The Downside of Poppies

poppies in perennial border

When they’re good, they’re very,very good, but when they’re bad, they’re awful…This photo shows the good, not the awful. No point in deterring enthusiasts from sowing poppy seeds!

When, in February, I sprinkle my ‘Fairy Dust’ concoction of harvested and saved annual  poppy seeds upon the snow throughout the borders, I’m thinking like a painter. Well, sort of. I’m thinking like a gardener/painter. A painter might, more strictly speaking, be thinking that the seeds will yield a predictable color palette. I know this not to be true. I DO know, that the palette will be in the white, pink, salmon, orange, red range of color, so, I suppose there’s a bit of predictability in that, but exactly where they’ll place themselves I cannot tell. Cold comfort when one wants to control color. As a gardener I’m imagining that the unknown germination rates and the locations where seeds might choose to germinate will present a set of unknowns that might completely overpower the deliberate design scheme. Hmmm. Is this the artist speaking or the gardener speaking? It’s all the same. The upside is that when the poppies begin to sing their Ode to Joy in June, the sight is so ridiculously exuberant that Beethoven himself would balk at the challenge. Downside? NOW. It’s July. Despite a few stragglers, most of the poppies are done. They are dying and setting seed. The browning, dessicated stems are an eyesore. Mozart would be hard-pressed to create a requiem for such a gloomy garden situation.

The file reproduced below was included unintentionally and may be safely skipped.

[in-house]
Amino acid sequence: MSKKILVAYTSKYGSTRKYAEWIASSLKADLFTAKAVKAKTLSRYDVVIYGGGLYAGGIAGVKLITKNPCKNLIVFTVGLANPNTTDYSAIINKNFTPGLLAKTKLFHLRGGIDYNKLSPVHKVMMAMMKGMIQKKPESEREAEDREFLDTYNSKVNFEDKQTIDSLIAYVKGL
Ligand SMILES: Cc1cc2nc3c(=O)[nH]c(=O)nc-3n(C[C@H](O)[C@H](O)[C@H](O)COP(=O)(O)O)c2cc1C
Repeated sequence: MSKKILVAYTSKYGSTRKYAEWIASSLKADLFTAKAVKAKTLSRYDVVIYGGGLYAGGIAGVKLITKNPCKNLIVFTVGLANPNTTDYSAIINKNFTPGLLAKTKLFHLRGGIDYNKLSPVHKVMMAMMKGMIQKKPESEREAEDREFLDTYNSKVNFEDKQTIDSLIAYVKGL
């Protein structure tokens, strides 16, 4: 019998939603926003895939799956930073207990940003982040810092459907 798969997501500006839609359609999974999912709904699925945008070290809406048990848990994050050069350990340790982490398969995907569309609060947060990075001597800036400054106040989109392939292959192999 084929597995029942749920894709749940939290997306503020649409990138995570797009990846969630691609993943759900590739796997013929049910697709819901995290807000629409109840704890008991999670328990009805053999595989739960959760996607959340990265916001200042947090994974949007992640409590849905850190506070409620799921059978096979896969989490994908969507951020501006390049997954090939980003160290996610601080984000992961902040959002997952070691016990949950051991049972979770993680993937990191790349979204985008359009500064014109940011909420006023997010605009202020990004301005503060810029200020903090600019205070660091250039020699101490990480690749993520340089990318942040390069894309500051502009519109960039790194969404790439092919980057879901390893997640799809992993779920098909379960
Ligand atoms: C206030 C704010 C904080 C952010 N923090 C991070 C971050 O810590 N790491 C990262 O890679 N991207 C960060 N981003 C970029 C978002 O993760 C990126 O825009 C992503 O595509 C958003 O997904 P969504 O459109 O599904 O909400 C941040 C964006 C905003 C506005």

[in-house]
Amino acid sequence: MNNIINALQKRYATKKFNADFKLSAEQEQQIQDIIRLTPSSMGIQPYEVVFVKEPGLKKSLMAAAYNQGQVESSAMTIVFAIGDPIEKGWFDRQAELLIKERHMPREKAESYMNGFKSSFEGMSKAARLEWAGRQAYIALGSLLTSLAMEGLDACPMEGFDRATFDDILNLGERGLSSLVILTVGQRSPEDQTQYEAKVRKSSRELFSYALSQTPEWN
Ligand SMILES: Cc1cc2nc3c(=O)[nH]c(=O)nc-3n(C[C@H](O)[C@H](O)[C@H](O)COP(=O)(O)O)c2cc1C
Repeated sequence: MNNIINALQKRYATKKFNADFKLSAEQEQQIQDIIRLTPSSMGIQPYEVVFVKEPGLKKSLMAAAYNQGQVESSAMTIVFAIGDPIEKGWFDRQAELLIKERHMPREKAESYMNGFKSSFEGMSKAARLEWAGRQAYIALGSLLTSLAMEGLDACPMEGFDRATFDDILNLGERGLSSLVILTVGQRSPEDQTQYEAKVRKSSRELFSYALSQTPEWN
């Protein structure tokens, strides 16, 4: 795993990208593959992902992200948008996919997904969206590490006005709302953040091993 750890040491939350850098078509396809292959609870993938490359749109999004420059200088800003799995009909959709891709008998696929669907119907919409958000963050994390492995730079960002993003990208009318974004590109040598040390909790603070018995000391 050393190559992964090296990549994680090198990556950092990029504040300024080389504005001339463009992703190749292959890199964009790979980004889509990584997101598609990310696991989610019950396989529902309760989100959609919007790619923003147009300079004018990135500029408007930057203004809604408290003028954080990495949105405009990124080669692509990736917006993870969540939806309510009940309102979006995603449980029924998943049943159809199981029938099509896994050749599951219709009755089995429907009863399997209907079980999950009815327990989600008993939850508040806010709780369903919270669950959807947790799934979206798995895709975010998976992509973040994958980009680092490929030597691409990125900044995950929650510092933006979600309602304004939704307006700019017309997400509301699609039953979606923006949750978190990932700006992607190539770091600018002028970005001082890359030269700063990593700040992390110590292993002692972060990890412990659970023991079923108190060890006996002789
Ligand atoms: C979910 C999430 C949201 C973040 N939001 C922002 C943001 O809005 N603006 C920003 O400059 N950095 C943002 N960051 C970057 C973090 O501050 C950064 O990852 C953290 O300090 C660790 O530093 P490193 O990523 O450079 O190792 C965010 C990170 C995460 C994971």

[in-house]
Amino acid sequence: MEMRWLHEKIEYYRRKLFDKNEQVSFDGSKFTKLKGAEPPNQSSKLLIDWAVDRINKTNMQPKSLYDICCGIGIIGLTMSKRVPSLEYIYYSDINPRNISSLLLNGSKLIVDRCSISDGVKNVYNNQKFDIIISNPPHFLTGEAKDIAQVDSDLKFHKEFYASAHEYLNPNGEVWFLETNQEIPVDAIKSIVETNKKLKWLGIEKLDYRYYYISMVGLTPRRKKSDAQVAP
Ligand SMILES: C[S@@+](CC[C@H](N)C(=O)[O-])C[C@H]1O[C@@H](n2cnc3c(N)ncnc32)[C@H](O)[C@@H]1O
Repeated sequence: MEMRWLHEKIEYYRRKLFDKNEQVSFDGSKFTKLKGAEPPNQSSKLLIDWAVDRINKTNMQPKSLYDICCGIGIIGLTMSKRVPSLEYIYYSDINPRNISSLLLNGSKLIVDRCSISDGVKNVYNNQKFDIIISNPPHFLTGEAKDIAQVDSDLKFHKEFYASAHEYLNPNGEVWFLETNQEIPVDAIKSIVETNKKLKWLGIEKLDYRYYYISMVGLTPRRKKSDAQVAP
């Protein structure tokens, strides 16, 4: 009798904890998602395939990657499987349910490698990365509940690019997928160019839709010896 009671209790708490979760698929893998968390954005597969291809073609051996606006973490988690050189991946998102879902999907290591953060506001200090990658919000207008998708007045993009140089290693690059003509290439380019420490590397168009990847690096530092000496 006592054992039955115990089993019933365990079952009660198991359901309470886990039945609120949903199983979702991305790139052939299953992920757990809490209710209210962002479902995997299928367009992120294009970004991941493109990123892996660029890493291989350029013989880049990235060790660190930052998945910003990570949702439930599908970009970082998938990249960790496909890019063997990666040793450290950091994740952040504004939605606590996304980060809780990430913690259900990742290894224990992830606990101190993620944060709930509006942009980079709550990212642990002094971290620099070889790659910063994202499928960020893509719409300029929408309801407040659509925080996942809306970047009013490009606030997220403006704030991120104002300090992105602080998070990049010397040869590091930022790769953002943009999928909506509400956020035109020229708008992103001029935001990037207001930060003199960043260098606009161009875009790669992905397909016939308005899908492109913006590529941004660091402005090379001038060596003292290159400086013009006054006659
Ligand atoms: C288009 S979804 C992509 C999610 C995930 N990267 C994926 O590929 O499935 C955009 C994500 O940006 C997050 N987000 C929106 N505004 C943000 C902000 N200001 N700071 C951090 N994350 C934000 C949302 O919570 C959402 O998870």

Andrew urges me to tear them out, let the hidden perennials raise their heads proudly and do their job. Oh, how I’d love to but I just can’t. The seeds need to ripen on their stalks so that I may harvest them at the end of the month. Yes, of course the gardens look awful, it’s true, but I cannot tear out the offenders without depriving the gardens of their Ode to Joy next year. Well, there you have it and that’s where it stands. Tomorrow they come out!

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